You can reference an issue or a pull request by typing # or clicking on the # button in the lower right side of the commit message text box. If you weren’t already authenticated to access related issues, you will now be prompted to sign in to take advantage of this feature. Learn more about this feature from the blog.
Ever wish you could easily access code examples for APIs you work with? IntelliCode API Usage Examples makes that a reality. IntelliCode API Usage Examples is a feature that lets you see real-world examples of how other developers have used a given function. Examples shown are from public open source repositories on GitHub.
To use the feature, hover over any supported function and click on “GitHub Examples and Documentation”.
You can now use the IEnumerable and DataSet Visualizer to inspect your variables/objects when debugging .NET on Unix via SSH, Docker, or WSL.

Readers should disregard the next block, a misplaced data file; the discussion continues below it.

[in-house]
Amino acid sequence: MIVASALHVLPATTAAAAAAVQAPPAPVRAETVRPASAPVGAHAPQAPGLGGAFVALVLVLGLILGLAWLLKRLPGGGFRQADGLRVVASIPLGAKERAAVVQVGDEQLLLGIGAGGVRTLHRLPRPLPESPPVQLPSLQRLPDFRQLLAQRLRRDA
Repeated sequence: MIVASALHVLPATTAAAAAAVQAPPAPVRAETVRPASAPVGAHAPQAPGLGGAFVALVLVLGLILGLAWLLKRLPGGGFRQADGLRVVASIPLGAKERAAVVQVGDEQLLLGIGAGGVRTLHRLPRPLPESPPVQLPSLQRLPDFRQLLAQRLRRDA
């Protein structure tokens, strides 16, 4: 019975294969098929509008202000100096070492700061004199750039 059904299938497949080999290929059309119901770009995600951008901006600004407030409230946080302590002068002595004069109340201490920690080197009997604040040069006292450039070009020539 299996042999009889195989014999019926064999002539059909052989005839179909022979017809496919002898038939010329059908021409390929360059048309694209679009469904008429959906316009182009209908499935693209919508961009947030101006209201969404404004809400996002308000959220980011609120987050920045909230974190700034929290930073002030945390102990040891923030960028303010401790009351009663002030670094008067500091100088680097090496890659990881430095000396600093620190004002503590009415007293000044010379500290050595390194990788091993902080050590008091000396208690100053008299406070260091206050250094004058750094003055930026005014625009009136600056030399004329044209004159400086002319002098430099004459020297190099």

Preview support for .NET Multi-platform App UI (.NET MAUI) tooling in Visual Studio is now available on ARM64 devices.
You can now enable installation of .NET MAUI from the Visual Studio installer when running on ARM64 versions of Windows. Please note that Hot Restart and Google’s Android Emulators are not supported at this time.
Available as a preview feature, you can now view Unreal Engine logs without leaving Visual Studio.
To see the logs from the Unreal Engine Editor, click View > Other Windows > UE Log. To filter your logs, click on the “Categories” or “Verbosity” dropdowns.
Since this is an experimental feature, please leave your feedback by commenting on Unreal Engine Log Viewer – Developer Community.